Home News Thursday News, August 11

Thursday News, August 11

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UTV FATAL

An 8 year old boy suffered fatal injuries Wednesday in a UTV accident near Hinton. The Plymouth County Sheriffs Department received a 911 call shortly before noon that a child was injured in an accident at a residence on Hill Lane west of Hinton. Authorities were told that a boy was driving an unregistered Polaris Ranger at the residence, and lost control of the vehicle on a grassy area. The vehicle rolled over on its top. The boy was partially ejected, causing serious injuries. He was taken to Mercy Hospital in Sioux City, where he was later pronounced dead. His name was not released. The accident remains under investigation. The Iowa State Patrol and Hinton Ambulance and Fire Department assisted at the scene.

 

AUGUSTFEST

Kingsley is celebrating this weekend, with their annual Augustfest. City Clerk Vicki Sitzman says activities begin this evening.

Augustfest Friday has several events from afternoon to evening.

Saturday is full of activities all day long …

…and into the evening.

Funds raised from the events at Augustfest will benefit the Kingsley Spooks, an anonymous charity that operates in the community.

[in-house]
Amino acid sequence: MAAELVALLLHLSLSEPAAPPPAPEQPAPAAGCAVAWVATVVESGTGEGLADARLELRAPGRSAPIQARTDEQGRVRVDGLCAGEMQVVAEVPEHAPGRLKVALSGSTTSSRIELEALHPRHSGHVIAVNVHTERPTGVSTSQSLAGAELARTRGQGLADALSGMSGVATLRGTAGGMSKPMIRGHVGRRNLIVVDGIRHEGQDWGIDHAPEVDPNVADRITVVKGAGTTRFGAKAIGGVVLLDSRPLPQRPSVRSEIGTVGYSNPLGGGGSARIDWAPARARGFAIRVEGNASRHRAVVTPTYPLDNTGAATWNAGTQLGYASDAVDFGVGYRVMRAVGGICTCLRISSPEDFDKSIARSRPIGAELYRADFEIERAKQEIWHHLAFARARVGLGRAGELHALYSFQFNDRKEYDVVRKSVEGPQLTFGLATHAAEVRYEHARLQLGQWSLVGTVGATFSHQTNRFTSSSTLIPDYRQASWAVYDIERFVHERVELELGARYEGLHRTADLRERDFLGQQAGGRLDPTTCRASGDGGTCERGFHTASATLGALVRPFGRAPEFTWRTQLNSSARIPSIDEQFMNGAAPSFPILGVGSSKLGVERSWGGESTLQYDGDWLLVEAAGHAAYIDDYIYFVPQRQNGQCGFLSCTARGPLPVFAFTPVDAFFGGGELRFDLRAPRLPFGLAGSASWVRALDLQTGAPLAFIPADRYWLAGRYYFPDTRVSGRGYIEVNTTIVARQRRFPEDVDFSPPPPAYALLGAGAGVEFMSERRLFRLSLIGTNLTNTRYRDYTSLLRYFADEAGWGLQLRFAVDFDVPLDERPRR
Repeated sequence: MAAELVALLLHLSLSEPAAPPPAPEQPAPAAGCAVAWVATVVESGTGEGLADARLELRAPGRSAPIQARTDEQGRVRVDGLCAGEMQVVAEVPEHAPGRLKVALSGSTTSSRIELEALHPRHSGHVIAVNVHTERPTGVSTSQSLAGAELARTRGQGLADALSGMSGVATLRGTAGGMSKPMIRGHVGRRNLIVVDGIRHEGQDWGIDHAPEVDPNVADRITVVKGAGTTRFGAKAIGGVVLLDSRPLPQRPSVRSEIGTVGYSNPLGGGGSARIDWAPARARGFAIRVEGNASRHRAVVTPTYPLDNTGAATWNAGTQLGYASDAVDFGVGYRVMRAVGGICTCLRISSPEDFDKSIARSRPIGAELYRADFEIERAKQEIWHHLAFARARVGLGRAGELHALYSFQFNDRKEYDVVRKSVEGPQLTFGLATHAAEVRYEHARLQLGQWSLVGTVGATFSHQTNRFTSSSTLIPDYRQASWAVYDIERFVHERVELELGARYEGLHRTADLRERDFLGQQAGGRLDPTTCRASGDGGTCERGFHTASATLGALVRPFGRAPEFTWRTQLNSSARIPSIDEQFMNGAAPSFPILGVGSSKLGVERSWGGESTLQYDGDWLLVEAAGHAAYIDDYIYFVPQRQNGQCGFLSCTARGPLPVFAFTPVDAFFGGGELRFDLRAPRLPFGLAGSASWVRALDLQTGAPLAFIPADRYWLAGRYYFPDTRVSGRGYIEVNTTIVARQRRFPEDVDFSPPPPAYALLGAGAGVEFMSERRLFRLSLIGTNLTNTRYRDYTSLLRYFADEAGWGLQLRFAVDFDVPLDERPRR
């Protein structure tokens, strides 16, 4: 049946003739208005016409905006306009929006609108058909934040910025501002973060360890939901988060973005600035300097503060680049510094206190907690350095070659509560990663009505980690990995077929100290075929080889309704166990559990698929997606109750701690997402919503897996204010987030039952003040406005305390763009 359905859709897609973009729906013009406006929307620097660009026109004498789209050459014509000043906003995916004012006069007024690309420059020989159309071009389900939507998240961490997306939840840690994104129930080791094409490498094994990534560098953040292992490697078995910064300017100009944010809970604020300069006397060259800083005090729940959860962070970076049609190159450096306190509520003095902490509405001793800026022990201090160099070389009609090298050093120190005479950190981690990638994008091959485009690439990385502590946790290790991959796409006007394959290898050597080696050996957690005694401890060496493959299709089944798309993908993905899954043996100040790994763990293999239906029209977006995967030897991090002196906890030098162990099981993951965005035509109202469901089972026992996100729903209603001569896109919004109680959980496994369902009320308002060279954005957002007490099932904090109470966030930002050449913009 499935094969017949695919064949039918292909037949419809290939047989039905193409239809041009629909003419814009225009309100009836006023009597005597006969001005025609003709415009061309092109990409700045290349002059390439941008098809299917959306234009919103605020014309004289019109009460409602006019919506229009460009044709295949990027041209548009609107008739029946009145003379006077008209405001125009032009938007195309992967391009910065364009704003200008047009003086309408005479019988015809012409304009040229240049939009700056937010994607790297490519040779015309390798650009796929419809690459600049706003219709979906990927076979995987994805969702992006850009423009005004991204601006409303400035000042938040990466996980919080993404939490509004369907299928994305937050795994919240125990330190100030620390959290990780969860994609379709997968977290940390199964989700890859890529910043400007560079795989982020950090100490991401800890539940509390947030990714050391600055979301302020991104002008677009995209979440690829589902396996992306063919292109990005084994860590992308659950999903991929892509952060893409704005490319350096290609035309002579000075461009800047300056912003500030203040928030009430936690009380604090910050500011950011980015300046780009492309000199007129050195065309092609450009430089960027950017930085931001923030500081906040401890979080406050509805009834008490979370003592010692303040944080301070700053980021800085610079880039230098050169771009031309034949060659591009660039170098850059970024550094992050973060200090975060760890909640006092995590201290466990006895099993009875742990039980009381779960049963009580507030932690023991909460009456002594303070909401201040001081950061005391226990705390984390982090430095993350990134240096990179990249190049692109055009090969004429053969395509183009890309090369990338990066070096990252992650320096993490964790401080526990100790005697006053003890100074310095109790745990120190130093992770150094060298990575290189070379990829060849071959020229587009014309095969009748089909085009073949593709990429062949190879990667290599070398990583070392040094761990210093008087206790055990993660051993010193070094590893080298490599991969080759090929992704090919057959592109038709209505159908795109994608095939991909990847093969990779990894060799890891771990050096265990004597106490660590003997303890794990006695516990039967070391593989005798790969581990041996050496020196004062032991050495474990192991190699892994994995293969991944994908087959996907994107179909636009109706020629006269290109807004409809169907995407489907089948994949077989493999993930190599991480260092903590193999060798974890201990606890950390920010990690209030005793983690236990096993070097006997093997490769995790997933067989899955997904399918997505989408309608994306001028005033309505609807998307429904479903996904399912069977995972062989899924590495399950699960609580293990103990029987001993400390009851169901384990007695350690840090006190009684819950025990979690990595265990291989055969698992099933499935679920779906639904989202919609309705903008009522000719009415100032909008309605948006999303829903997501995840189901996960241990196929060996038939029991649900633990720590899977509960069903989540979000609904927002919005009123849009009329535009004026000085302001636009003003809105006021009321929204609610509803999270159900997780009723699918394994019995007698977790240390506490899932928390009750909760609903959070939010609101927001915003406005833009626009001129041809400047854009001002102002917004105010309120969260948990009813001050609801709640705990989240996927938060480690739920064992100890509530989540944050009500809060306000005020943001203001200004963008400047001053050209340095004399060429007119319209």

Augustfest is put on by the Kingsley Chamber of Commerce.

 

FAIR RECAP

The Plymouth County Fair Board met this wweek to review the county fair, and indications are that the fair was a big success.  Board Chairman Loren Schnepf says attendance was great, but he also saw a problem area.

Schnepf says those 118-thousand people come to the fair for different reasons.

The fair board won’t see final numbers until later, but revenues looked good for vendors.

Attendance at this year’s Plymouth County Fair was 8-thousand higher than last year’s fair.

 

INJURY ACCIDENT

A two vehicle crash northeast of Sioux Center Wednesday injured both drivers.  The Sioux County Sheriffs Department says the crash occurred northeast of Sioux Center on County Road B30. A pickup driven by 72 year old William Kooiker of Orange City attempted a left turn into a farm driveway, into the path of an SUV driven by 75 year old Jacob Oolman of Orange City. Oolman transported by helicopter to Sanford Medical Center in Sioux Falls.  Kooiker was taken by ambulance to Sioux Center Health.  Kooiker was cited for failure to yield while making a left turn.

WIND POWER ORDINANCE

The Woodbury County Board of Supervisors gave first reading to an update their wind generator ordinance.  The new rule would require far more distance between wind turbines and residences. It’s a move that MidAmerican Energy says will likely derail its plan to build a wind farm in Woodbury County. Daniel Hair of Hornick says the wind farm would be disruptive — he led a petition drive that more than 700 county residents signed asking supervisors to change the ordinance. It currently requires at least 12-hundred-50 feet of separation between a residence and a wind turbine, and the new proposal would double that requirement.  Brenda Holtz is a landowner who opposes expanding the distance, saying it takes away property owners’ ability to decide what to do with their land. The board will hold two more public hearings before taking a final vote on its wind ordinance change.

 

FISH KILL CAUSE